Friday, May 27, 2011
I received such an outpouring of love this past week when I had to say farewell to my daddy after assisting him these past 7 years after we lost mom.
( I hate that expression - always makes me think I took Mom to the mall and lost her! )
My dad despised fat. I cannot remember a time that he didn't harangue me for my weight; me and mama both. I felt unworthy for most of my childhood and felt I was undesirable as a mate.
7 years ago my father's only brother came to visit and as I sat there in disbelief I heard him utter these words to my dad, "you were so fat as a child, Paul." I thought to myself, "well crap!"
3 years ago I discovered I am the only sibling to share type A+ blood with Dad - we are chock full of platelets! Thick blood!! Stroke & Heart Attack People!! I returned to SparkPeople and worked the program with a vengeance.
How many times my dad said, "you won't do it; you can't do it" and I always replied - "wait for it!" My dad saw me reach 175, 150, 125 and finally 115 in amazement. How can it be that I was having to eat so much to lose weight he would tell people. He'd shake his head and brag on me to anyone foolish enough to sit and listen, lol. It turned him around.
I remember telling him 7 years ago that a thin person could not take better care of him than the fat person I was. I had accepted myself and if being fat was the worst people can say of me, I was "good to go!!"
I cannot hate my father for handling my weight problem the way he did - he didn't know any better. But now I can understand that he too suffered for his being pudgy - he wasn't even fat!, just a little pudgy - and at 82 years of age he was still being reminded of it. More's the pity.
I just didn't want anyone to think my daddy had abused me - it was 'only' mental abuse about my size. But I am a bigger person for it ( sorry, couldn't resist ) and I understand now. He was proud of me for losing all this weight - but he was proud of me for more important things than my outer shell - he was proud that I could be a caring child assisting him daily but still allowing him his independence and his pride.
**I really do understand - I actually felt sorry for my dad when I realized he had been abused verbally. This brave man who suffered antisemitism while fighting to keep this great country free in WWII - who was shot in action but refused to report it or put in for the Purple Heart because he simply couldn't accept a medal for living while so many of his buddies died - really was just trying to help me/us. We all know that doesn't work, only makes it worse, but he did the best he could. As hurt as I ever was, he never failed to show his undying love - it just came with a price. Life is like that, life isn't fair and we're not all goddesses & Adonis's on the outside - but we all have the capacity to be goddesses & Adonis's on the inside!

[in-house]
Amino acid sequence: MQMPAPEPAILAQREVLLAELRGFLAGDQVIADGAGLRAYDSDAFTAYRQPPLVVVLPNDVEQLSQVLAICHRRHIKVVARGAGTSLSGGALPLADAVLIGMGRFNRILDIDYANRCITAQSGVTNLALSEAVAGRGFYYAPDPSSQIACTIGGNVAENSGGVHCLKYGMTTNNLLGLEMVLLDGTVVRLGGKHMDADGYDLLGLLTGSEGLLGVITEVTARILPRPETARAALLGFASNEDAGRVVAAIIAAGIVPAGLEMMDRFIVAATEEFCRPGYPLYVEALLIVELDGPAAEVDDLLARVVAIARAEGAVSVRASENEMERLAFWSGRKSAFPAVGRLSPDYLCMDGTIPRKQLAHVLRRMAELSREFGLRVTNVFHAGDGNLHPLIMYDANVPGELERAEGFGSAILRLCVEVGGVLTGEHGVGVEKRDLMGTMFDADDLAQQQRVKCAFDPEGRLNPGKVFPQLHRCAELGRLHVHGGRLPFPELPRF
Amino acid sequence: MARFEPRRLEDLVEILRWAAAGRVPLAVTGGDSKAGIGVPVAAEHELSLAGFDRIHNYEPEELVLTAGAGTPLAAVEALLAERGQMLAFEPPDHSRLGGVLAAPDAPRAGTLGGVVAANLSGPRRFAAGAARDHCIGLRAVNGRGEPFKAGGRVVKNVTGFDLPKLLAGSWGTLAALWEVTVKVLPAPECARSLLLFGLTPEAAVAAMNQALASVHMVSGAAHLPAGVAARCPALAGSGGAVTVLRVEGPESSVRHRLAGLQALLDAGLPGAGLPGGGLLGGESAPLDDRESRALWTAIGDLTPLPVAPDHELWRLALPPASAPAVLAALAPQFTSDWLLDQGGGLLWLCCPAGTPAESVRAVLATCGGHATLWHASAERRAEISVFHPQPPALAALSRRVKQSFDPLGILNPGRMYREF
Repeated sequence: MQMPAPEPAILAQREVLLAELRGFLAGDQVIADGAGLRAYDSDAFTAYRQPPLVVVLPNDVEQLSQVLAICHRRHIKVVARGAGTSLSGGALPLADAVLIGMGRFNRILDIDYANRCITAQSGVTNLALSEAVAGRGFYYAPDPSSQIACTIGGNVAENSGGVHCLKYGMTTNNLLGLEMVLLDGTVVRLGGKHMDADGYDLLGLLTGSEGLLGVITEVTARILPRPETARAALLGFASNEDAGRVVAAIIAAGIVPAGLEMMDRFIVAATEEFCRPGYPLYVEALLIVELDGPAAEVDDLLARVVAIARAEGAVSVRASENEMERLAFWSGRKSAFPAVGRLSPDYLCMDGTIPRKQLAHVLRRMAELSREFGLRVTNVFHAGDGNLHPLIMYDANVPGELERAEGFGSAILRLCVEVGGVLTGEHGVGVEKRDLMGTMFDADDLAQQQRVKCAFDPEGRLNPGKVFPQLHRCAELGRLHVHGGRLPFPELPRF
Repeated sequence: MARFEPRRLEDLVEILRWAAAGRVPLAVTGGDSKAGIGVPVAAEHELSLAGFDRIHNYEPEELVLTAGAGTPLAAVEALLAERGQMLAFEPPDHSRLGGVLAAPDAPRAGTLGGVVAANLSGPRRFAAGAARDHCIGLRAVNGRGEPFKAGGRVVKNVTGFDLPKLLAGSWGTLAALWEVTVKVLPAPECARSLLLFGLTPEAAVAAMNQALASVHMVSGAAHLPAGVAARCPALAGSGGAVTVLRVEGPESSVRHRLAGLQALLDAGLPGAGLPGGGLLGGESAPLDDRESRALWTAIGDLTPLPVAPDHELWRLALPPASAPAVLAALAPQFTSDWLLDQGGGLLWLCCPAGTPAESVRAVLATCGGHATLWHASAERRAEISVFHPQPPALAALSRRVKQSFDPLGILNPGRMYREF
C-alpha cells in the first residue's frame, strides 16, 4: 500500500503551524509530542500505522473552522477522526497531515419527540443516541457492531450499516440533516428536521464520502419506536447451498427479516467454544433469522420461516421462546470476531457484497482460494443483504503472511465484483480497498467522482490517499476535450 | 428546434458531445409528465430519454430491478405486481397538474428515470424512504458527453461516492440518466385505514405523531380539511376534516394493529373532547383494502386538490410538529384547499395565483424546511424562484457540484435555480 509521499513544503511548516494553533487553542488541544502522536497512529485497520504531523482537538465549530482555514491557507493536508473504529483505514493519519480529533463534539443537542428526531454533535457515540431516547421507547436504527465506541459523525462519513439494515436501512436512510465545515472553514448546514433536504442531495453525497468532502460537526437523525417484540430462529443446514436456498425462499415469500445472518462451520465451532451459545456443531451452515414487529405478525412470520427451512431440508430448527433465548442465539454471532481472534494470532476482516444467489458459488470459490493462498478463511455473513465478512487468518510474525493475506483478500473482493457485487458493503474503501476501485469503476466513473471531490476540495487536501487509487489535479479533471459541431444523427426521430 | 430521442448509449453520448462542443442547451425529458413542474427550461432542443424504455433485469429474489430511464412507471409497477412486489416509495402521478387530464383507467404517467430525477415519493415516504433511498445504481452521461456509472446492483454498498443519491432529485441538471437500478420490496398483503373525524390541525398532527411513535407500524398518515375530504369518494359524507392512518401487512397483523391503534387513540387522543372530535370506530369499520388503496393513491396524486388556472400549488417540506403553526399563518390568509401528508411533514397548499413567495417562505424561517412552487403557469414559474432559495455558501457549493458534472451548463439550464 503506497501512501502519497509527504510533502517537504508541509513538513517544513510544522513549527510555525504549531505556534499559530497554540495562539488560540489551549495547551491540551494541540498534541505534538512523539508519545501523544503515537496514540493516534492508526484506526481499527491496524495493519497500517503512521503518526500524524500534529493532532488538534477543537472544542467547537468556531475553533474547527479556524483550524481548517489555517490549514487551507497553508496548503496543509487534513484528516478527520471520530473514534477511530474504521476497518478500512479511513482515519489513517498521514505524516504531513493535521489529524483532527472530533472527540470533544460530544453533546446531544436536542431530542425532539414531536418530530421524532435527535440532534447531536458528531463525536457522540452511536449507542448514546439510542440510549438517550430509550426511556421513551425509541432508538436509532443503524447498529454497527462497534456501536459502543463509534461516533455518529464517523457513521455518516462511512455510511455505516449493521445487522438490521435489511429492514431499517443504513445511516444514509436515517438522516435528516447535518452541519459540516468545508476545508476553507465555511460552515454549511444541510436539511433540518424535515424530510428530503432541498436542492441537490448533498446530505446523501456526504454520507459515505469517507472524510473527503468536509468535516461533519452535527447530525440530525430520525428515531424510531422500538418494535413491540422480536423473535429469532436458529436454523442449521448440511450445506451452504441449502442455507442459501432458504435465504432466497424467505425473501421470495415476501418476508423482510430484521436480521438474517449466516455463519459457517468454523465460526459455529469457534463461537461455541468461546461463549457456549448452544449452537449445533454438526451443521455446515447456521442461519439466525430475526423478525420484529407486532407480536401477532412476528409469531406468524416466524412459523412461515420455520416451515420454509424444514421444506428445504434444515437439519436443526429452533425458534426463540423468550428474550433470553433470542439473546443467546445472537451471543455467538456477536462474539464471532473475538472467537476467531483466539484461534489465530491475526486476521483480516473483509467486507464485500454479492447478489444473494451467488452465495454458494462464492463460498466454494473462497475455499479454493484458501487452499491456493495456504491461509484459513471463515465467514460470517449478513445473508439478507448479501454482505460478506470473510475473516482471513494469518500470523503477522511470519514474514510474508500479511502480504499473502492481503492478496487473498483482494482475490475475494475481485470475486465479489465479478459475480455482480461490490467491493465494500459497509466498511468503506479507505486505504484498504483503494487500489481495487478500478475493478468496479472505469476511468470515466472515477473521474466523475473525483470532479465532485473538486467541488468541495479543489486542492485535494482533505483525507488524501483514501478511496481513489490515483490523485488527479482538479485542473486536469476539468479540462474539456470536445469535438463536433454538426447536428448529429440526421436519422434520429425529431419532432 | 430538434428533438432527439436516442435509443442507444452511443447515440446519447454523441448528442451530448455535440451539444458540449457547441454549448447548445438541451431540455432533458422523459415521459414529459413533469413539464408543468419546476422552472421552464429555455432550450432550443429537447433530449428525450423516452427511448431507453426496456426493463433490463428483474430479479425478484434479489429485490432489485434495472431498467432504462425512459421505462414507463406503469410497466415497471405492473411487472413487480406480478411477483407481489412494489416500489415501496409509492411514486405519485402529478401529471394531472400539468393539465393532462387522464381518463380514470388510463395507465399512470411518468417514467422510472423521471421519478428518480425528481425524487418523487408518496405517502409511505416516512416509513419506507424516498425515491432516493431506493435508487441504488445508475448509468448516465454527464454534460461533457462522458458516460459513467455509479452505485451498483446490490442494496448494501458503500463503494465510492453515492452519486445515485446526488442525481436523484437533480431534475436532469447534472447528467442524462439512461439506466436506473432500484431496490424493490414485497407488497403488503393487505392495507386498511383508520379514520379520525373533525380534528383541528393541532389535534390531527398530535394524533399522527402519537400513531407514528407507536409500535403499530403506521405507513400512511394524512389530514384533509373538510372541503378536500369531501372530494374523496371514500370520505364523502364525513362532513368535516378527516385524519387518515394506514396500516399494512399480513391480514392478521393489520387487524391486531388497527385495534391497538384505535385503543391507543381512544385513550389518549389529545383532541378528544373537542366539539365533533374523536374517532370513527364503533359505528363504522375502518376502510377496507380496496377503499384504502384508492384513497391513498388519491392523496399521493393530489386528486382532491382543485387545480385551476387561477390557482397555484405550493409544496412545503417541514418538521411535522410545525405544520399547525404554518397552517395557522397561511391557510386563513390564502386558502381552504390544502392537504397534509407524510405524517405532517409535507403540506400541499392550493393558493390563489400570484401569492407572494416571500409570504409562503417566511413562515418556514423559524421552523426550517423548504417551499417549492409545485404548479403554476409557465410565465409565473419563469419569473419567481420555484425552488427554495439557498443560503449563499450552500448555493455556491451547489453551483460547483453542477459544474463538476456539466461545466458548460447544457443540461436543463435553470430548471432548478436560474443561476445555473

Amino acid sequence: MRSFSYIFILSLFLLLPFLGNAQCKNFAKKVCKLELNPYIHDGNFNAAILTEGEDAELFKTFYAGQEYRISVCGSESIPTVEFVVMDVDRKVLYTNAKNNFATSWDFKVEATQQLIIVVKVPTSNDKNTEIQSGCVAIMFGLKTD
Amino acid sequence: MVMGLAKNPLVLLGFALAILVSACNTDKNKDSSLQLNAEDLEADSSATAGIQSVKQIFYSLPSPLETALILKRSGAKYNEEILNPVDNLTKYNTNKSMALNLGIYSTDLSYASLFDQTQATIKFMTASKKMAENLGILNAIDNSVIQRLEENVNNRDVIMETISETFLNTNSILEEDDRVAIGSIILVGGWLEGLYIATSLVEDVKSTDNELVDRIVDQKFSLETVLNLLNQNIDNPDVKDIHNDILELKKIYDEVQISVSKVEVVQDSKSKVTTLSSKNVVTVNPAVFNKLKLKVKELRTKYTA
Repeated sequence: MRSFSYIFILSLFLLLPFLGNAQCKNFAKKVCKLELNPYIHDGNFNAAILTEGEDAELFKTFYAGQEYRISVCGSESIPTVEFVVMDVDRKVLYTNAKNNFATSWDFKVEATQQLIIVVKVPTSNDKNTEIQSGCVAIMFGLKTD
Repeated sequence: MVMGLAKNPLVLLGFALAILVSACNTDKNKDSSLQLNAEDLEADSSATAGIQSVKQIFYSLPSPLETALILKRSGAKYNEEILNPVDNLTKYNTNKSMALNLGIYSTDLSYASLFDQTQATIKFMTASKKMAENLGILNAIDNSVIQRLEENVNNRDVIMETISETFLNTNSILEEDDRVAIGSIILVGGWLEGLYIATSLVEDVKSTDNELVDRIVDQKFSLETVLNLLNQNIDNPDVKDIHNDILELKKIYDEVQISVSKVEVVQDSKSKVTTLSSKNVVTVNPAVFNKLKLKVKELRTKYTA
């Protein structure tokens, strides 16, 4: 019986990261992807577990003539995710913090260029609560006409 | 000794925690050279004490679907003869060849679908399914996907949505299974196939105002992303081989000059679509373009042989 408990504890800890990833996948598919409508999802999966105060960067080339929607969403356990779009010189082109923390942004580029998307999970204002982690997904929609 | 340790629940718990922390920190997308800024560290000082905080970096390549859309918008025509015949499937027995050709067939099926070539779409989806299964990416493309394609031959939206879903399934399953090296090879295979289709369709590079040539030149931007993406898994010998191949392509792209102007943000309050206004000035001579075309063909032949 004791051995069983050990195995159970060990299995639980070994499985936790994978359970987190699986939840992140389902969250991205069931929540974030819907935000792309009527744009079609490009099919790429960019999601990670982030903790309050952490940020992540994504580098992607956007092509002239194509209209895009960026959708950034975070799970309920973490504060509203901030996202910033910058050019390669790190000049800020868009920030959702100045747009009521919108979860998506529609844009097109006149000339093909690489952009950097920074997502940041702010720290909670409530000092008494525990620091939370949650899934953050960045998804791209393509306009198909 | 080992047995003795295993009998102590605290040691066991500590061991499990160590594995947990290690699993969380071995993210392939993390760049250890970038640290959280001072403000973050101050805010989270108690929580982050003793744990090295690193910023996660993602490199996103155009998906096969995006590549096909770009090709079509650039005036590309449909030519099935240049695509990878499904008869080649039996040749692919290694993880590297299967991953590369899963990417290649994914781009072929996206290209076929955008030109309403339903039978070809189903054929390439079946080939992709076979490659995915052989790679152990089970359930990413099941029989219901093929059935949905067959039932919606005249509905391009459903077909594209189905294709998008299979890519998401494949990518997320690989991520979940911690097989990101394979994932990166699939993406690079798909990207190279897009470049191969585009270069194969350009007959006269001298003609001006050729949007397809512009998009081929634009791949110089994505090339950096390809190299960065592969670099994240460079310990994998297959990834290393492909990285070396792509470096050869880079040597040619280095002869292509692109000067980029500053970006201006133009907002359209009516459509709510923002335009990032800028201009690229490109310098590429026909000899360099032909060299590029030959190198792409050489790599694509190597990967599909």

Wednesday, May 25, 2011
Thank you all for your prayers, your hugs, your virtual sympathy bouquet spark goodies.
Yesterday the world lost the best cheesecake baker known to man. In 1973 the NY Village Voice declared his cheesecake to be the best in New York City. He was interviewed on ABC by Bob Lape, a food critic. It was the first time Bob Lape ever took a 2nd bite when he interviewed someone - at least that is what he told my dad - the cheesecake was so good that he had to take a 2nd bite.
He will be missed by many for his humor, his laughter and of course, his cheesecake. The wondrous creations he could make with a little flour and water. I told people that I could make all his creations with the same recipe. They would say, "no way, how do you make danish, cheesecake, bread, etc. with the same recipe??"
All it ever took was, "daddy, I'm all out of ..." and it made whatever I desired. Just one simple recipe, "daddy, I'm all out of..."
I need some time to mourn - but I will be back sparking as soon as possible. My daddy always needed his "routine" to keep going. I too will get back to my routines as soon as possible.
I can do it!
For anyone curious, here is a link for where it says the recipe was voted # 1. You'd have to buy the Juniors Book to see my dad - not really worth it - I will post the picture in a later blog.
Read where it says, "We're Number 1!" It was the Village Voice column that had Bob Lape interviewing my dad, he was the Master Pastry Chef at Juniors and his specialty was the Cheesecake.
He told me the other day that so many times he would barely make it home from work and the phone would ring - they were out of cheesecake and he had to go back!
People that grew up in the Great Depression had work ethics we no longer see. I was raised that if I took a job, regardless of pay, I was supposed to do the best job I could. I was also raised as a child that if I babysat for someone I was not to demand money but accept whatever was offered. I am thankful for my upbringing. I learned early-on and was reminded daily that the world does not revolve around me. I am not the center of the universe.
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